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Reading Architecture: A Visual Lexicon
The language of structures explained in a visual dictionary
by James Thorne
on 06 February 2012
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The comprehensive language of architecture has been mastered by only a select few. While many of us may have a basic grasp from that freshman survey course, most would be hard-pressed to identify the difference between Roman and Greek doric columns, let alone identify the "squinch" on modern high-rise buildings. Reading Architecture, a new book by Owen Hopkins, aims to demystify the lexicon in a wide-ranging breakdown of architecture's most important terminology.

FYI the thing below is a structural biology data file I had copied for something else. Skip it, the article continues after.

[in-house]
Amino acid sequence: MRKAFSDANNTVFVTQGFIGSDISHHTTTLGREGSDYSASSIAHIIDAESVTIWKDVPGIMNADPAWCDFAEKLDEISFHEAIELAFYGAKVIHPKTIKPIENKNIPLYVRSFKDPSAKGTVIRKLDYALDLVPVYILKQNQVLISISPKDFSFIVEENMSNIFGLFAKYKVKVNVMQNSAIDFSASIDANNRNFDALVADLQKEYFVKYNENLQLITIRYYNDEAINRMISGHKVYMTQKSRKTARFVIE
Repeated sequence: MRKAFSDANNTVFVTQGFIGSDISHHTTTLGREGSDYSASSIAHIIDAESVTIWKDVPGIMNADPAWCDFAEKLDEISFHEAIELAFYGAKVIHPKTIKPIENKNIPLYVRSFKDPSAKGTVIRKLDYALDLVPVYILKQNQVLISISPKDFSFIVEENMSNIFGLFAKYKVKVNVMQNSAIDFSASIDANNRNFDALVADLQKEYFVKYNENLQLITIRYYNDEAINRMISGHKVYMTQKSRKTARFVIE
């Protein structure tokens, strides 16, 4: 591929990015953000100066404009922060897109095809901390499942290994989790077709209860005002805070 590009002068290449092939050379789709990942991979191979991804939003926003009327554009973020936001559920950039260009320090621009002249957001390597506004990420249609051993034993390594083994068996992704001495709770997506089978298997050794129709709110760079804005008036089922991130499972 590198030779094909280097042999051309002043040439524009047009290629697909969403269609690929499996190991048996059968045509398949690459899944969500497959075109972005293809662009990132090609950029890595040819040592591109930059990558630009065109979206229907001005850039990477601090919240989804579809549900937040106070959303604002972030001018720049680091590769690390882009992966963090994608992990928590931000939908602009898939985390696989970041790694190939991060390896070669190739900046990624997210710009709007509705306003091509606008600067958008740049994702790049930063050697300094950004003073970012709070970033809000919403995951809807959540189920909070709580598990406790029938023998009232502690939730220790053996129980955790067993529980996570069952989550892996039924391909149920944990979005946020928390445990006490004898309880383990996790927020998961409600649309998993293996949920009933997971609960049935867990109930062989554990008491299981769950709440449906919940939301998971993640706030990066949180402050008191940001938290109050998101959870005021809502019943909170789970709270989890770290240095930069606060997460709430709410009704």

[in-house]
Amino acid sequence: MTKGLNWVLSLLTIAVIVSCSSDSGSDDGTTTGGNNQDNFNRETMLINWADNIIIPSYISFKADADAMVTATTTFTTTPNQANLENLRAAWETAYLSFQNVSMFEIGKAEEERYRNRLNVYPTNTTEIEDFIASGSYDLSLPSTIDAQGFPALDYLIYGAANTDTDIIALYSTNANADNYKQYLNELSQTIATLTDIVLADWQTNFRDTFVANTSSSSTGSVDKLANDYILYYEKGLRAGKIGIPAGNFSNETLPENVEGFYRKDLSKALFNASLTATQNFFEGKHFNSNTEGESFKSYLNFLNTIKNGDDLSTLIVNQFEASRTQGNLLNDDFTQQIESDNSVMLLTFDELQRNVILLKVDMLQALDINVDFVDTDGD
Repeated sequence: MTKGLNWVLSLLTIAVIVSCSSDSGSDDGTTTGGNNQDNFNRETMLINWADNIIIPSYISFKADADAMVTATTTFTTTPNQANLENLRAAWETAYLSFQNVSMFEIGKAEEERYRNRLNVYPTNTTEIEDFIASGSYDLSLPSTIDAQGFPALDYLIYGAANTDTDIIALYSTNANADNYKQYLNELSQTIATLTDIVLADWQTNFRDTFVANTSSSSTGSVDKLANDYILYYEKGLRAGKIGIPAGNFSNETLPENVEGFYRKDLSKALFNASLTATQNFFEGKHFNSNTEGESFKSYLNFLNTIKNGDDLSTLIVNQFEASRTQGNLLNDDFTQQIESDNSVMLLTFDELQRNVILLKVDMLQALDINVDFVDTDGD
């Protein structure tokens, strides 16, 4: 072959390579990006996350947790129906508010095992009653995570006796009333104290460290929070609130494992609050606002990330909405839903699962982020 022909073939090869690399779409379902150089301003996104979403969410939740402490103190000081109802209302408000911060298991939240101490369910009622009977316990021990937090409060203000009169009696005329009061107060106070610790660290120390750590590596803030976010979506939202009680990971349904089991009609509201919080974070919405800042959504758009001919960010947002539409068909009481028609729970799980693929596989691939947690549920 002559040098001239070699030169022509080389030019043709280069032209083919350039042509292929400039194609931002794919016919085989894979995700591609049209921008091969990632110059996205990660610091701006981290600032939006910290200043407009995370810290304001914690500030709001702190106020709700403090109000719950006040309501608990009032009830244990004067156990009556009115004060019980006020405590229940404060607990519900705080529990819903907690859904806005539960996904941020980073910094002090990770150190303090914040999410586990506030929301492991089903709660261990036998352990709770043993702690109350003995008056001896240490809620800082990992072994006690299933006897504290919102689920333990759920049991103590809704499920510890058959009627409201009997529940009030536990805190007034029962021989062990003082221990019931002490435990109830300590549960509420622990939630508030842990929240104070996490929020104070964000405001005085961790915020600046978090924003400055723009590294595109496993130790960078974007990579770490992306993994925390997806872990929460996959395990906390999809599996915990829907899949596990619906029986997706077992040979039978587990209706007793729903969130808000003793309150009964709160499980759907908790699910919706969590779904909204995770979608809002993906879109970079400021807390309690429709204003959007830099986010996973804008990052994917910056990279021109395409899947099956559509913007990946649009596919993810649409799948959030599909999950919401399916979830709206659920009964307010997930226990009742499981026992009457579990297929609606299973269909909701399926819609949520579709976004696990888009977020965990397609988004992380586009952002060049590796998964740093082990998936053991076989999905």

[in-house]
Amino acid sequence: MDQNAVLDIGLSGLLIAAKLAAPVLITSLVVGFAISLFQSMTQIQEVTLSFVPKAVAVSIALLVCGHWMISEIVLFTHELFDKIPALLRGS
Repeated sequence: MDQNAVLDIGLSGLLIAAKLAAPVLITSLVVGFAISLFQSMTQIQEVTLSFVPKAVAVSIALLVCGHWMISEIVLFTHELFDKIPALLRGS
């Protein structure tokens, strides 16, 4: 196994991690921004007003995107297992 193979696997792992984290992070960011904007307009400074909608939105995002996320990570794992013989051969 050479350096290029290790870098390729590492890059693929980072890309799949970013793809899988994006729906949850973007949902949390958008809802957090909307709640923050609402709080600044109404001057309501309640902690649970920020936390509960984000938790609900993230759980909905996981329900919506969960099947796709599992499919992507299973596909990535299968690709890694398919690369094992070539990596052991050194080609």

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Utilizing floor plans, diagrams and photographs of famous constructions, Hopkins takes the reader through building types from the classical to the modern era before delving into structures and architectural elements. The final section comprises a quick-reference glossary of architectural terms. Reminiscent of a child's visual dictionary, the book may seem light to architectural historians, but it more than informs the curious neophyte.

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Hopkins has a knack for selecting architectural structures with an array of complexity, breaking down the elements in laymen's terms. "Reading Architecture" marks the first title from the young architectural historian and curator, his straightforward approach the perfect primer for a European tour.

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